100. Thirdly, the parents have not produced a shred of evidence which even begins to cast any doubt on the threshold findings. Nor, indeed, have they mounted any reasoned basis of challenge to any of the threshold findings.

101. This is, as I have said, subject to one point. It is a point of law which, perhaps, arises on paragraph 4(iii) of the Threshold Criteria document. That, as will be recalled, contains the bald assertion that "as a result of" District Judge Bradley's findings the threshold criteria are met. Properly understood this seems to me to contain an assertion of law which, although it may well be correct, perhaps requires further exploration and which, if it was capable of affecting the outcome, I would have been minded to permit the parents to explore further, even though it is not a point that they have ever taken and even though the Threshold Criteria document was agreed. (This could perhaps have been done by listing the permission application for an inter partes hearing so that the court could have the benefit of argument from the local authority.)

102. In order to explain the point of law which, perhaps, arises on paragraph 4(iii) it is necessary to return to the authorities, and in particular to Re CB and JB (Care Proceedings: Guidelines) [1998] 2 FLR 211. I can summarise the principle seemingly established by that case as follows: If child C1 has been injured whilst in the care of F and Ml, but the judge cannot find which of them is the perpetrator, those findings suffice to found threshold in relation to another child C2 (or a future child C3) even if C2 or C3 is in the sole care of Ml. (And likewise, of course, if C2 or C3 is in the sole care of F.) To repeat what Wall J said in Re CB and JB (Care Proceedings: Guidelines) [1998] 2 FLR 211 at page 223:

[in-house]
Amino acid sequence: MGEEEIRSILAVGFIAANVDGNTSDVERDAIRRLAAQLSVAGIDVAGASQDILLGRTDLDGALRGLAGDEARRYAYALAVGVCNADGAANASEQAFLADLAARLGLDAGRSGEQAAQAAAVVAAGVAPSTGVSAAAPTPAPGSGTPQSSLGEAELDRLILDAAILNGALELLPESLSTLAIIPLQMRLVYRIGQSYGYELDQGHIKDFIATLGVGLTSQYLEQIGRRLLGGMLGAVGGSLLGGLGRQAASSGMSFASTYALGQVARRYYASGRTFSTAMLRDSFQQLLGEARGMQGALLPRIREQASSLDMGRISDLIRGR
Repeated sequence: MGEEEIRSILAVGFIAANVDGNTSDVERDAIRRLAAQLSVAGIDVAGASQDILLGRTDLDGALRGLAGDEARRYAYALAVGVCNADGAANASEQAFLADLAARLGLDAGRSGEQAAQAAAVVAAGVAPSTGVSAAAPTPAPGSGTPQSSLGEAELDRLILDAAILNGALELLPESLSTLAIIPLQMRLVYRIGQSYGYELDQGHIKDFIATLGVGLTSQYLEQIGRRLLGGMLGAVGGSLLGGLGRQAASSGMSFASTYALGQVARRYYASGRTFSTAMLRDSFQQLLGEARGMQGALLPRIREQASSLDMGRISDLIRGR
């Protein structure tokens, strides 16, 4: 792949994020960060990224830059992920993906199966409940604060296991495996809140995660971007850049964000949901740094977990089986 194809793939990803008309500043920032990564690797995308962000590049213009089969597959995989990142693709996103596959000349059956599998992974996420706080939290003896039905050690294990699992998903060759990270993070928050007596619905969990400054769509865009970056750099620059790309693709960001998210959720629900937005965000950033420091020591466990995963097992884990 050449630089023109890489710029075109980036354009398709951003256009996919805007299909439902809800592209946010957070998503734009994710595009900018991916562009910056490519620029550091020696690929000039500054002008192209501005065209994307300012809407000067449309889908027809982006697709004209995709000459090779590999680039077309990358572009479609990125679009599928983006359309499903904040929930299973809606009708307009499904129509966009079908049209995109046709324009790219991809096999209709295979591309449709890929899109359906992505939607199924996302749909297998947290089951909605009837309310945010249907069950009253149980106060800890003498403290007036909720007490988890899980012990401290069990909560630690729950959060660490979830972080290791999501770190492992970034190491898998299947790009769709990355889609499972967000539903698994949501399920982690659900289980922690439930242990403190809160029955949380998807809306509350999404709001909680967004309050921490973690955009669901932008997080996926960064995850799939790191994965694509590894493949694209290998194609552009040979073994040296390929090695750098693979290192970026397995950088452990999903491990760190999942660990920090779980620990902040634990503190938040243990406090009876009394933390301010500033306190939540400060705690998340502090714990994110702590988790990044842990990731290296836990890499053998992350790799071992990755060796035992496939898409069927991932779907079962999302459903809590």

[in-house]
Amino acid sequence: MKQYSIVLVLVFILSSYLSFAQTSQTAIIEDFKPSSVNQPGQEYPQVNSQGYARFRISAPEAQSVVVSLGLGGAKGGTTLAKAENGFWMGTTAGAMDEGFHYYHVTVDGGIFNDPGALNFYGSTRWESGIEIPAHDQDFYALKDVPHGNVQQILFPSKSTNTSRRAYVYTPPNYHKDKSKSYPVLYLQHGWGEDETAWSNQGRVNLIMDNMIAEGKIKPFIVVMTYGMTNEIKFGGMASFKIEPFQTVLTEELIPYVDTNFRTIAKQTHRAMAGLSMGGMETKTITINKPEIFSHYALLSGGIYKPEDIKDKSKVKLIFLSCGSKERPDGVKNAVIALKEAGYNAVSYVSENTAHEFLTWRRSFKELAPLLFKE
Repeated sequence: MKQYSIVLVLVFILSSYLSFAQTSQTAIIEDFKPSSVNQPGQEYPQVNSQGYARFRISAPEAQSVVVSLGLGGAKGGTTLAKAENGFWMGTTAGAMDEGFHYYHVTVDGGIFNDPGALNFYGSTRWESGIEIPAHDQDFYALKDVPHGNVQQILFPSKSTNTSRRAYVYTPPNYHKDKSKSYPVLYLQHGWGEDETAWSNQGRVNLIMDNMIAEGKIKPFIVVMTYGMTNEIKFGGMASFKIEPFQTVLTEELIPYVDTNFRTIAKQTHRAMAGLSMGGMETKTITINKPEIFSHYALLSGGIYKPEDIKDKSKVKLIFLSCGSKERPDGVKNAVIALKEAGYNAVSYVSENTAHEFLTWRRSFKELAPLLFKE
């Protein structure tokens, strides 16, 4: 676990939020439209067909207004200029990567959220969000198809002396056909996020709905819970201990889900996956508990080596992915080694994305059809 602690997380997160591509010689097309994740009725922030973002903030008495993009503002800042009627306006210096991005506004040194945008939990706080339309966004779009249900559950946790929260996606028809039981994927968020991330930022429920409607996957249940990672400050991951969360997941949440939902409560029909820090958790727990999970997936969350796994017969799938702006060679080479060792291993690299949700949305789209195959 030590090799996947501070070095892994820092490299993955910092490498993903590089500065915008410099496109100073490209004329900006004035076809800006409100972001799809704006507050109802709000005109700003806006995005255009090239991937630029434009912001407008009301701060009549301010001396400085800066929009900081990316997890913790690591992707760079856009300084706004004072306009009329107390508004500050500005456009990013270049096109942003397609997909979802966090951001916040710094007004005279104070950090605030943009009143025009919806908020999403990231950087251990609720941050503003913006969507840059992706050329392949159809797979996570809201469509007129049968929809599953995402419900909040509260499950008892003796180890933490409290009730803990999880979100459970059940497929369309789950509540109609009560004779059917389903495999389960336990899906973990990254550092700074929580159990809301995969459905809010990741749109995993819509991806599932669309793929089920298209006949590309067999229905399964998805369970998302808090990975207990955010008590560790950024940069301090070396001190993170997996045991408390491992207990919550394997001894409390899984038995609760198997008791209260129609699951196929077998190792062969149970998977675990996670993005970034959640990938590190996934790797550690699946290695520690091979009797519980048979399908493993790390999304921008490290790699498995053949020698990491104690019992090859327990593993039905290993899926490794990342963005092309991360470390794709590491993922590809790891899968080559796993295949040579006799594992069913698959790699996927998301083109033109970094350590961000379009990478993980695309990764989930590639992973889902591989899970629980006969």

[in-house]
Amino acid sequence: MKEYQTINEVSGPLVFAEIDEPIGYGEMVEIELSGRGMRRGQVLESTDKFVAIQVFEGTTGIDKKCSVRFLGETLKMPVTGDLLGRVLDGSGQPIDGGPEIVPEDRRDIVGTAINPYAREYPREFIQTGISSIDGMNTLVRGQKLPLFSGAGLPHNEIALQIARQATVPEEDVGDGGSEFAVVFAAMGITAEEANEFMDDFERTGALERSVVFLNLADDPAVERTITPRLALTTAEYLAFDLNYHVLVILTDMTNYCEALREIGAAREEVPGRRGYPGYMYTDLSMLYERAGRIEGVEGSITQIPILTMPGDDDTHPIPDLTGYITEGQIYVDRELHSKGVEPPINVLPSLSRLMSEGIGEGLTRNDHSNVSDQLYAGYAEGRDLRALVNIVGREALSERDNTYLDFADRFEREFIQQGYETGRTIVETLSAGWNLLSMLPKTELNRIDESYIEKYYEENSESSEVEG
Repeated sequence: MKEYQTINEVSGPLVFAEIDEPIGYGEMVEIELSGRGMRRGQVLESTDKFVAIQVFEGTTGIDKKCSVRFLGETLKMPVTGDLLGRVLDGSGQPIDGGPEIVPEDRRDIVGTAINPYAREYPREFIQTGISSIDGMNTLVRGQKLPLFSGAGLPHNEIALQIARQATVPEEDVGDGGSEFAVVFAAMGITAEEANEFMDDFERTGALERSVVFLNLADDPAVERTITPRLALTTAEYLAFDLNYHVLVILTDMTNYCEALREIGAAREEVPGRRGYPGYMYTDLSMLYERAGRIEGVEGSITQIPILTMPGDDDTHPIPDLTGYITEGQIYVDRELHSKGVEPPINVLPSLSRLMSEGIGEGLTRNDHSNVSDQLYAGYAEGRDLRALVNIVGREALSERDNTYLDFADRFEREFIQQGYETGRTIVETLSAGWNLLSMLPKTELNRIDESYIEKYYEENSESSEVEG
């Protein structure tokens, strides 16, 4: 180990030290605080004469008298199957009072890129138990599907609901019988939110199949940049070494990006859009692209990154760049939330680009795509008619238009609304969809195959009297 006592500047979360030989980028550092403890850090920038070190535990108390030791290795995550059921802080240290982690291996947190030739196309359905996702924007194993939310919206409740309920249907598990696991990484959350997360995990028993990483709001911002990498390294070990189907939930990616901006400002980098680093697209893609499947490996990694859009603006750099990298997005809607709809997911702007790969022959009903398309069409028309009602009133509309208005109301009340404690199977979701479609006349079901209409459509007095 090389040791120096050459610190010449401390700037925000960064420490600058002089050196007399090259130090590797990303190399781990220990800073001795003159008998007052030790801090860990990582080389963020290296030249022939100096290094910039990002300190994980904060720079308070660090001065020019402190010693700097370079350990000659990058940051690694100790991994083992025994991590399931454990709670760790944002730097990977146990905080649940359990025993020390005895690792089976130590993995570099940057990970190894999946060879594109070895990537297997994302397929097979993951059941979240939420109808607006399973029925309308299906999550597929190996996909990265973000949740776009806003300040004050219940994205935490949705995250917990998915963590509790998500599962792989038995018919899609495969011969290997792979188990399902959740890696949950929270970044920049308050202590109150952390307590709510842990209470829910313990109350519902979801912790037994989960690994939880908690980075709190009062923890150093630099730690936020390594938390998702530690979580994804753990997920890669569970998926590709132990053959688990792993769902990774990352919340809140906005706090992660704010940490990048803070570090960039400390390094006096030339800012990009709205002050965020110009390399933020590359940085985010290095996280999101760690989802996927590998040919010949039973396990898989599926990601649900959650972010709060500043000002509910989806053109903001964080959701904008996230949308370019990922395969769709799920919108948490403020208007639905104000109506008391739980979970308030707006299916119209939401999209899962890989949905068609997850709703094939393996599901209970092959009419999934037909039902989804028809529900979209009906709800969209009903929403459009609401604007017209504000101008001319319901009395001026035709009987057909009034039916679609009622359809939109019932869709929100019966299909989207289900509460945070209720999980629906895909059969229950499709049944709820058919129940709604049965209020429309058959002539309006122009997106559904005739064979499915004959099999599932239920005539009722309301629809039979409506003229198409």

"A finding that it must have been either father or mother means, in my judgment, that the child is at risk from both ... If the court cannot tell which parent it was, and if it is the case that the mother is as likely as the father to have inflicted the injuries, the removal of the father cannot eliminate the risk .. A finding of fact that a child has been injured by one of his two parents and that each is as likely to have done it as the other means that he is at risk from each. In these circumstances, you clearly cannot protect a child from risk by leaving him with one parent."

So far so good.

103. On this basis, it might be thought, equally, that C2 and C3 remain at the same risk from F even if F subsequently acquires a new partner M2 – subject, perhaps, to a finding that M2 (in contrast to Ml) is able to protect them. And it was, no doubt, on this basis that paragraph 4(iii) of the Threshold Criteria document was drafted as it was.